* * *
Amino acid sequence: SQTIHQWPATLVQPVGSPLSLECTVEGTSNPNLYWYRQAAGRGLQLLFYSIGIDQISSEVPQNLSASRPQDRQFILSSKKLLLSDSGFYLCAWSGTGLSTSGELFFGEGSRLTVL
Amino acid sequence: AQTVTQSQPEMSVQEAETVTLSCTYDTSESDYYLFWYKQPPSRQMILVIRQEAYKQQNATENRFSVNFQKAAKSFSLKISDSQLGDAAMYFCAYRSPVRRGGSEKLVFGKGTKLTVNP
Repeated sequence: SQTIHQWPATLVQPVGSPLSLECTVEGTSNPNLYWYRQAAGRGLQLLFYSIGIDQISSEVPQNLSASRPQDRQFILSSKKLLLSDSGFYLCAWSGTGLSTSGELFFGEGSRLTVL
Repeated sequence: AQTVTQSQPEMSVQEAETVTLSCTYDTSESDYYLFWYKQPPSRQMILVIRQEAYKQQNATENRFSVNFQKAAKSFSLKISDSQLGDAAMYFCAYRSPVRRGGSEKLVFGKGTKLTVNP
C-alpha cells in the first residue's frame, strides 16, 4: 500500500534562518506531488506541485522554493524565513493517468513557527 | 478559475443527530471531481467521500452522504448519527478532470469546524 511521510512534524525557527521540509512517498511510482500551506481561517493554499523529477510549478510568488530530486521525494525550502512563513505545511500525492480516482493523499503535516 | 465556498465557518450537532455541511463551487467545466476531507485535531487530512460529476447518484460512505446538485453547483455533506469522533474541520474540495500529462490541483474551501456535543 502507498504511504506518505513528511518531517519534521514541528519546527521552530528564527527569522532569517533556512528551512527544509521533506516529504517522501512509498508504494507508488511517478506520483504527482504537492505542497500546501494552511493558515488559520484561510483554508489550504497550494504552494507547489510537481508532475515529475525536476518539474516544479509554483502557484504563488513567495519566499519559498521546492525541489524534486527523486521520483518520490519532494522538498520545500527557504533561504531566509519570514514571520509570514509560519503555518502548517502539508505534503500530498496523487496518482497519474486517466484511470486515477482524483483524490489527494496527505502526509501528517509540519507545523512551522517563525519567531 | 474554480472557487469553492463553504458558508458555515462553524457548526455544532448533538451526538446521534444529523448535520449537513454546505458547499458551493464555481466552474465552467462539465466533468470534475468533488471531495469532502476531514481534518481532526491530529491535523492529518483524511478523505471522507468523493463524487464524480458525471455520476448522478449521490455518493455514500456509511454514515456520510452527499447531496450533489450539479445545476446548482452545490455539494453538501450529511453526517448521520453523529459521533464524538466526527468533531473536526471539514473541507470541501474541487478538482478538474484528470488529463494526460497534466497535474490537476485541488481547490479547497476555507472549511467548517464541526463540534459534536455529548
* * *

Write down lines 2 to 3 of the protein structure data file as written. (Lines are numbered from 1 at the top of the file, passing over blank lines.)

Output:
Amino acid sequence: AQTVTQSQPEMSVQEAETVTLSCTYDTSESDYYLFWYKQPPSRQMILVIRQEAYKQQNATENRFSVNFQKAAKSFSLKISDSQLGDAAMYFCAYRSPVRRGGSEKLVFGKGTKLTVNP
Repeated sequence: SQTIHQWPATLVQPVGSPLSLECTVEGTSNPNLYWYRQAAGRGLQLLFYSIGIDQISSEVPQNLSASRPQDRQFILSSKKLLLSDSGFYLCAWSGTGLSTSGELFFGEGSRLTVL